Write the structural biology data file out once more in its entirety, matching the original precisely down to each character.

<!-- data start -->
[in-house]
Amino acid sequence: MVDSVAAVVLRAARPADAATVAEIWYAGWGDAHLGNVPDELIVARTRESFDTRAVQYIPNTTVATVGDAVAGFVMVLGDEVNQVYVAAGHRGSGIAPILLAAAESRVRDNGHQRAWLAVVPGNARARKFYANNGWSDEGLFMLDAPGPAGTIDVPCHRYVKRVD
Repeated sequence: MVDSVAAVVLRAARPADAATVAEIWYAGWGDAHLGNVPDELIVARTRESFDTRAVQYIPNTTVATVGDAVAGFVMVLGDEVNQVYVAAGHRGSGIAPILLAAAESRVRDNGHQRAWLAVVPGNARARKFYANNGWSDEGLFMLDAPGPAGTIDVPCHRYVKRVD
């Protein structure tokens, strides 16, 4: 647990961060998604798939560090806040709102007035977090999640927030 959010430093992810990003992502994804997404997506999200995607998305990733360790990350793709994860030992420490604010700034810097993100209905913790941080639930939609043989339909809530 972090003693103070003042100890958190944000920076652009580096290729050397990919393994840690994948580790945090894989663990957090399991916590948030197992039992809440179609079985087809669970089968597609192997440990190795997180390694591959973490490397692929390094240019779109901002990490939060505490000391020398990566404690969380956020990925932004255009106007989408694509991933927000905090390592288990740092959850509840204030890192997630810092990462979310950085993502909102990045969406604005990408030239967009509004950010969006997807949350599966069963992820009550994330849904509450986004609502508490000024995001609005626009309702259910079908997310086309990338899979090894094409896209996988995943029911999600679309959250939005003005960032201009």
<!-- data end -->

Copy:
[in-house]
Amino acid sequence: MVDSVAAVVLRAARPADAATVAEIWYAGWGDAHLGNVPDELIVARTRESFDTRAVQYIPNTTVATVGDAVAGFVMVLGDEVNQVYVAAGHRGSGIAPILLAAAESRVRDNGHQRAWLAVVPGNARARKFYANNGWSDEGLFMLDAPGPAGTIDVPCHRYVKRVD
Repeated sequence: MVDSVAAVVLRAARPADAATVAEIWYAGWGDAHLGNVPDELIVARTRESFDTRAVQYIPNTTVATVGDAVAGFVMVLGDEVNQVYVAAGHRGSGIAPILLAAAESRVRDNGHQRAWLAVVPGNARARKFYANNGWSDEGLFMLDAPGPAGTIDVPCHRYVKRVD
């Protein structure tokens, strides 16, 4: 647990961060998604798939560090806040709102007035977090999640927030 959010430093992810990003992502994804997404997506999200995607998305990733360790990350793709994860030992420490604010700034810097993100209905913790941080639930939609043989339909809530 972090003693103070003042100890958190944000920076652009580096290729050397990919393994840690994948580790945090894989663990957090399991916590948030197992039992809440179609079985087809669970089968597609192997440990190795997180390694591959973490490397692929390094240019779109901002990490939060505490000391020398990566404690969380956020990925932004255009106007989408694509991933927000905090390592288990740092959850509840204030890192997630810092990462979310950085993502909102990045969406604005990408030239967009509004950010969006997807949350599966069963992820009550994330849904509450986004609502508490000024995001609005626009309702259910079908997310086309990338899979090894094409896209996988995943029911999600679309959250939005003005960032201009």